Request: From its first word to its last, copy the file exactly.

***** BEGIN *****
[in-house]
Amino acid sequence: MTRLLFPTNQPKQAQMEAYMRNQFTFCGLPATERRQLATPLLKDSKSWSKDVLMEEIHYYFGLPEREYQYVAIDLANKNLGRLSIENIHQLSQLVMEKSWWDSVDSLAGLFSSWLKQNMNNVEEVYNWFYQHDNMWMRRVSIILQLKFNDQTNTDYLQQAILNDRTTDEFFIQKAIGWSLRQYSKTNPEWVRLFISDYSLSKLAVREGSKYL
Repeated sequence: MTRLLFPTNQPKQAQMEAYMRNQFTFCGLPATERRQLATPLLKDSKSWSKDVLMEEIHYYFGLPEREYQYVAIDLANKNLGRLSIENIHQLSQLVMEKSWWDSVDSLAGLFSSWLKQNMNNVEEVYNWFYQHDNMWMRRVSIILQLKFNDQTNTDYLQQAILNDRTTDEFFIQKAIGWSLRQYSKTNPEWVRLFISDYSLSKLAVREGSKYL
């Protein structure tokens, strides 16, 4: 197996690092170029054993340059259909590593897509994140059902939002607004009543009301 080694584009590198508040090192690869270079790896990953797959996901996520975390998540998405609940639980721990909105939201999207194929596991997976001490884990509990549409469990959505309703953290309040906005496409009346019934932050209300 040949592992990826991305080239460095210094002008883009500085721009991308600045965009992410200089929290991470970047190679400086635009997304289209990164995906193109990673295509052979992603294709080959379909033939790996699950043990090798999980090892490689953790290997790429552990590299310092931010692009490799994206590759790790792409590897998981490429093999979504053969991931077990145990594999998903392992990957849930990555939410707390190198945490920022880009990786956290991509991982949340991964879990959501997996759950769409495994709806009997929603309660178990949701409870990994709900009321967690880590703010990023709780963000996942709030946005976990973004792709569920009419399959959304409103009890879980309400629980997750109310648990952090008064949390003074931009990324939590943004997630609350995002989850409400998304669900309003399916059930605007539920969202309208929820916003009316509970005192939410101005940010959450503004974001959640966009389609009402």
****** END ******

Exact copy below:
[in-house]
Amino acid sequence: MTRLLFPTNQPKQAQMEAYMRNQFTFCGLPATERRQLATPLLKDSKSWSKDVLMEEIHYYFGLPEREYQYVAIDLANKNLGRLSIENIHQLSQLVMEKSWWDSVDSLAGLFSSWLKQNMNNVEEVYNWFYQHDNMWMRRVSIILQLKFNDQTNTDYLQQAILNDRTTDEFFIQKAIGWSLRQYSKTNPEWVRLFISDYSLSKLAVREGSKYL
Repeated sequence: MTRLLFPTNQPKQAQMEAYMRNQFTFCGLPATERRQLATPLLKDSKSWSKDVLMEEIHYYFGLPEREYQYVAIDLANKNLGRLSIENIHQLSQLVMEKSWWDSVDSLAGLFSSWLKQNMNNVEEVYNWFYQHDNMWMRRVSIILQLKFNDQTNTDYLQQAILNDRTTDEFFIQKAIGWSLRQYSKTNPEWVRLFISDYSLSKLAVREGSKYL
């Protein structure tokens, strides 16, 4: 197996690092170029054993340059259909590593897509994140059902939002607004009543009301 080694584009590198508040090192690869270079790896990953797959996901996520975390998540998405609940639980721990909105939201999207194929596991997976001490884990509990549409469990959505309703953290309040906005496409009346019934932050209300 040949592992990826991305080239460095210094002008883009500085721009991308600045965009992410200089929290991470970047190679400086635009997304289209990164995906193109990673295509052979992603294709080959379909033939790996699950043990090798999980090892490689953790290997790429552990590299310092931010692009490799994206590759790790792409590897998981490429093999979504053969991931077990145990594999998903392992990957849930990555939410707390190198945490920022880009990786956290991509991982949340991964879990959501997996759950769409495994709806009997929603309660178990949701409870990994709900009321967690880590703010990023709780963000996942709030946005976990973004792709569920009419399959959304409103009890879980309400629980997750109310648990952090008064949390003074931009990324939590943004997630609350995002989850409400998304669900309003399916059930605007539920969202309208929820916003009316509970005192939410101005940010959450503004974001959640966009389609009402």